Forests in your pocket - all you need to know

​1 April 2004

The key facts and figures about Australian forests are at your fingertips in the pocket-sized publication Australia’s forests at a glance,was released at the Natural Resource Management Expo in Canberra.

Australia’s forests at a glance,developed by the Bureau of Rural Sciences (BRS) and the National Forest Inventory (NFI), pulls together the latest statistics on forests and forest-based industries,” said Dr Peter O’Brien, BRS Executive Director.

“Now, more than ever, it is important to have a consistent national picture of the extent, condition and use of Australian forests. With this information, Australians are well placed to make their own judgements about whether forest resources are being managed sustainably and whether forest values are being appropriately protected.

Australia’s forests at a glance gives an overview of all values of forests — environmental values and biodiversity, recreational uses and information on the Australian forestry industry. Industry information includes locations of plantations and mills, its contribution to the economy, export dollars, major markets and significant features. 

“This is an excellent tool, in an easy-to-read format, for everyone with an interest in forests — from industry, to environmentalists, from policy makers to teachers,” he said.

Interesting facts from Australia’s forests at a glance include:

  • Australia has 162 million hectare of forests — which is 21 per cent of Australia;
  • About 1.6 million hectares (or 1 per cent of total forest area) are plantation forest;
  • The area of forest protected in nature conservation reserves has increased by 22 per cent since the last assessment in 1998;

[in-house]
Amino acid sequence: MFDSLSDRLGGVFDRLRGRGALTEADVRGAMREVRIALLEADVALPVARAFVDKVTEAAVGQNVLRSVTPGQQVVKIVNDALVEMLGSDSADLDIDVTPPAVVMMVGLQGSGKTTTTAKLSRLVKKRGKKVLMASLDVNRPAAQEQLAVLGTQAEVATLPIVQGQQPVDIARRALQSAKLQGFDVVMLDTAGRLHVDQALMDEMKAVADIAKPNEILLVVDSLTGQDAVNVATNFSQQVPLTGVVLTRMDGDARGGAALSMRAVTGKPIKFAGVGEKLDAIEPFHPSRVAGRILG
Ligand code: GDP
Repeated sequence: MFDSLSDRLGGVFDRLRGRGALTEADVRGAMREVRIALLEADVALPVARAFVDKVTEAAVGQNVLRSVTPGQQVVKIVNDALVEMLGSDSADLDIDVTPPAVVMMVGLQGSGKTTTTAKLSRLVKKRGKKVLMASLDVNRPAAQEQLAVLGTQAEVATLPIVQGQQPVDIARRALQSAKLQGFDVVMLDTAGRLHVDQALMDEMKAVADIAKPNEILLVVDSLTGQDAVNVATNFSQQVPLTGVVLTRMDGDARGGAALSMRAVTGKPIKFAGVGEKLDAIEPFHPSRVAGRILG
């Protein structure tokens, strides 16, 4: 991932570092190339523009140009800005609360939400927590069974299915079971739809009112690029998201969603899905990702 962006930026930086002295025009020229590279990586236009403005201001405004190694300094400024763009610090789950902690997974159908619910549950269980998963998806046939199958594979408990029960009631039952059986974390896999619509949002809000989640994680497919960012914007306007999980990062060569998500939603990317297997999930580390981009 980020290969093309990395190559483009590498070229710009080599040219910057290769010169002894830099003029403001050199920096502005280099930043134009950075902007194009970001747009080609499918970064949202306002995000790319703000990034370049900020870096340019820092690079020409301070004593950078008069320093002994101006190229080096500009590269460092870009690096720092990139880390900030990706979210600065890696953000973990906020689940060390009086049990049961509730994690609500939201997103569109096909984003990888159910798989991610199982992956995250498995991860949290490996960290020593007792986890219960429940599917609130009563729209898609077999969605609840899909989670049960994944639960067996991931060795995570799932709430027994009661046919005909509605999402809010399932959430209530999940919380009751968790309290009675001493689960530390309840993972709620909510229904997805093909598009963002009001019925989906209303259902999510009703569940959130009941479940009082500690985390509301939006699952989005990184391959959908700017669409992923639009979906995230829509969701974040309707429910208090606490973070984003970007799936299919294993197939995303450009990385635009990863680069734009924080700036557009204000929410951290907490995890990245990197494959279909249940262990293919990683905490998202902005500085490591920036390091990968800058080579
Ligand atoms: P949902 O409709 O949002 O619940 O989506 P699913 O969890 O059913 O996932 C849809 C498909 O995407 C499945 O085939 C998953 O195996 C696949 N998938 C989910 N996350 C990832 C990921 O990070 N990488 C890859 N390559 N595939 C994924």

• 13 per cent of Australia’s forested land is under Indigenous ownership;
  • More than 78,400 people are directly employed in the forest sector;
  • Annual turnover in the forest sector is about $15 billion;
  • 78 per cent of native forest area in Australia is comprised of eucalypts; and
  • from 1990 to 2000, carbon uptake in forests increased by 9 per cent, harvest emissions increased by 18 per cent and land clearing emissions decreased by 63 per cent.

“BRS keeps highly detailed information on Australian forests to assist in the development of policy advice and management decisions,” Dr O'Brien said.

The NFI is based in BRS and has been instrumental in providing a better information base for policy development and for informing the Australian public on the status of Australian forests. It is a collaborative partnership between Australian and State government agencies and presents Australian forest data to the United Nations and other international organisations.

Media contact:

BRS Kylie Paulsen DAFF Media +61 2 6272 3232

Last reviewed:
25 Feb 2015